Alan Rickman Remembered by Rachel Corrie's Father

Craig Corrie highlighted Rickman's 'courage and care' in turning the late Palestinian activist's story into a 2005 play.

AP

Alan Rickman, the renowned British actor who died last week at age 69, received a touching farewell on Monday from the father of Rachel Corrie, an American activist killed by an Israeli bulldozer in the Gaza Strip during the second intifada.

"Alan Rickman was and remains deeply loved and appreciated by all of Rachel’s family and will be missed immensely," Craig Corrie, Rachel's father, wrote in the Guardian on Monday.

Rickman compiled and edited, along with Katherine Viner, the material for the play "My Name is Rachel Corrie," and directed the premiere production in London in 2005. 

"The care Alan took for our family, his courage to take on this particular project and, most of all, the respect he showed for Rachel and her writing, impress me still as truly extraordinary," Corrie continued.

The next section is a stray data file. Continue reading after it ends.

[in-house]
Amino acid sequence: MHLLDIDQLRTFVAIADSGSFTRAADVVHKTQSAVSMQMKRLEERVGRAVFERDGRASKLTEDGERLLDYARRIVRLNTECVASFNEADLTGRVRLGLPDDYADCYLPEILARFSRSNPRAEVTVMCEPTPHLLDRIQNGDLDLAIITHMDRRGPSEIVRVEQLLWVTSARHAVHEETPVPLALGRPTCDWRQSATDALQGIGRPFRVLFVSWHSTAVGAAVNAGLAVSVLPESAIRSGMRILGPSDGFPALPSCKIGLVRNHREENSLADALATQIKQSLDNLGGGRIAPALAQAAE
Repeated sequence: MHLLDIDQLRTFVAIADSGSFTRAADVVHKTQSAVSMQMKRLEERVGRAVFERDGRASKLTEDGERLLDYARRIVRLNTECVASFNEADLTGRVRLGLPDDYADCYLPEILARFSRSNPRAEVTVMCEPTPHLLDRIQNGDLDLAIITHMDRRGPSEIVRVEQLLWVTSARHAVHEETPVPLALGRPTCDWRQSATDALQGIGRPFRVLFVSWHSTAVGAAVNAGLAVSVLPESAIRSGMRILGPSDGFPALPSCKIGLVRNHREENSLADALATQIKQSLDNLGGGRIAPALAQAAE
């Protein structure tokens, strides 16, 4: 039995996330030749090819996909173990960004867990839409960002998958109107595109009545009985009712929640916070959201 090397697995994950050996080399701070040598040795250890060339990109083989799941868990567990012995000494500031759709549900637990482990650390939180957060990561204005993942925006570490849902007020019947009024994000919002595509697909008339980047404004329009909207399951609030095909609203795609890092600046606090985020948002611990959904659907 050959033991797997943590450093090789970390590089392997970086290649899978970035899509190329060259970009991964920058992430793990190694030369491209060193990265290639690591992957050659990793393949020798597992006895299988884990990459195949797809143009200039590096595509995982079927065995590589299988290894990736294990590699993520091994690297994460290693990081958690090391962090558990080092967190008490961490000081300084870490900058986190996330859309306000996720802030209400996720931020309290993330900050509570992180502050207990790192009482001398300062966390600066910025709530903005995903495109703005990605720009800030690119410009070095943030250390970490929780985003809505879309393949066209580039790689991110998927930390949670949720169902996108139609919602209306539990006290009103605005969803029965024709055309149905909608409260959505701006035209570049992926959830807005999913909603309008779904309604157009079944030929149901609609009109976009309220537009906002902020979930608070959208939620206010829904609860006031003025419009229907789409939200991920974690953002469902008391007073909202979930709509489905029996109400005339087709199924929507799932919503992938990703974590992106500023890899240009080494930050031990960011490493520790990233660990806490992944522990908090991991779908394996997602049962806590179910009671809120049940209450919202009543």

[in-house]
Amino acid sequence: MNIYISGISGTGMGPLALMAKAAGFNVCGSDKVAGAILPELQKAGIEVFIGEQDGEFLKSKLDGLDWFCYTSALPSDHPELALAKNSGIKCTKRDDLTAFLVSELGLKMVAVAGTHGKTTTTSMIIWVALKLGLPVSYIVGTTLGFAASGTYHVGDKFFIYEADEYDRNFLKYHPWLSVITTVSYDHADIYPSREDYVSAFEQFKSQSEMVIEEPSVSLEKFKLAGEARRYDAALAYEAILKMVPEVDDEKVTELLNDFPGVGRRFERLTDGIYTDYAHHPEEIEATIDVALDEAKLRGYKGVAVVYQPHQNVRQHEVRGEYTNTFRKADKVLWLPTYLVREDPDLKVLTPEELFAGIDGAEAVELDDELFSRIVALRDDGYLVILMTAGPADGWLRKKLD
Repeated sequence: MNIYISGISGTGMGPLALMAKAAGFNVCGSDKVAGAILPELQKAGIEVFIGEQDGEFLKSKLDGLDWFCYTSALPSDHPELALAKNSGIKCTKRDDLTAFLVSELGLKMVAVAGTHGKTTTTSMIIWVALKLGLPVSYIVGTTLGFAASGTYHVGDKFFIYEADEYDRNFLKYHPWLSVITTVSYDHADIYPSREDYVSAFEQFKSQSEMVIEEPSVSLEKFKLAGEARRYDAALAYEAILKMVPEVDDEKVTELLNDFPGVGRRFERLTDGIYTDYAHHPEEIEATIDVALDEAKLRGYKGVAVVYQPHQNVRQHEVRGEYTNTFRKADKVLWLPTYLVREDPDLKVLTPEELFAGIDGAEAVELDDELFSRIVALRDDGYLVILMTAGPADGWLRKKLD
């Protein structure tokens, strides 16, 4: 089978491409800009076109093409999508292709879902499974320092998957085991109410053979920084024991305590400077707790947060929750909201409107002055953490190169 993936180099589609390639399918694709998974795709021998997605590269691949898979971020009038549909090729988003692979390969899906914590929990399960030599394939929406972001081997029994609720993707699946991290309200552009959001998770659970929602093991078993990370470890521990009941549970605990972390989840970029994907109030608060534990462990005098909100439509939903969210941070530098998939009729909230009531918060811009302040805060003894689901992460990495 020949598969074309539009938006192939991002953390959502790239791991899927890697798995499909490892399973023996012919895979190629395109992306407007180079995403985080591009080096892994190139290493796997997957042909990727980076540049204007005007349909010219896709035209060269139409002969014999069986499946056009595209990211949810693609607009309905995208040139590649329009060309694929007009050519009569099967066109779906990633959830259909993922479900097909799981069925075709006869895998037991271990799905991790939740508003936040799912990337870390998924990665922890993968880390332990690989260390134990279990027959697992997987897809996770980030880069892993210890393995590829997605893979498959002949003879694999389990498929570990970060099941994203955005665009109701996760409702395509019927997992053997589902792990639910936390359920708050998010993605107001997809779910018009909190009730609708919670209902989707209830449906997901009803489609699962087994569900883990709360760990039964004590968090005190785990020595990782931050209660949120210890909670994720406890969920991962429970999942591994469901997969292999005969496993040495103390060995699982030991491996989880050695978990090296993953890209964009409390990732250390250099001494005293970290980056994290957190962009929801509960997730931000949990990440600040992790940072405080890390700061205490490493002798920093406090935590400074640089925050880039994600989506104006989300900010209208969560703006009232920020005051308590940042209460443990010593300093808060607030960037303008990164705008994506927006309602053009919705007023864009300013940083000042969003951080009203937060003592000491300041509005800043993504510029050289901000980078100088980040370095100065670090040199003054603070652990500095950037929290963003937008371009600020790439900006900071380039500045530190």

"When Alan and Katharine Viner crafted 'My Name is Rachel Corrie' from Rachel’s writing, and he shepherded it through those first four theatre runs, they managed to capture Rachel’s energy, her humor and her ability to question herself, as well as her world. For those who did not know Rachel but only knew of her, the play gave back to my daughter her humanity – no small achievement," Corrie added.

Alan Rickman.
AP

Corrie, 23, a pro-Palestinian activist from Olympia, Wash., was wearing an orange vest and attempting to stop a bulldozer from demolishing a Palestinian home in Rafah when she was killed, apparently acting as a human shield. The army said that the area where the incident occurred was named a closed military zone; the claim has been disputed. An Israeli army investigation following Corrie’s death found that the driver of the bulldozer could not see Corrie and did not intentionally run over her. Israeli courts, including the Supreme Court, have ruled her death was an accident.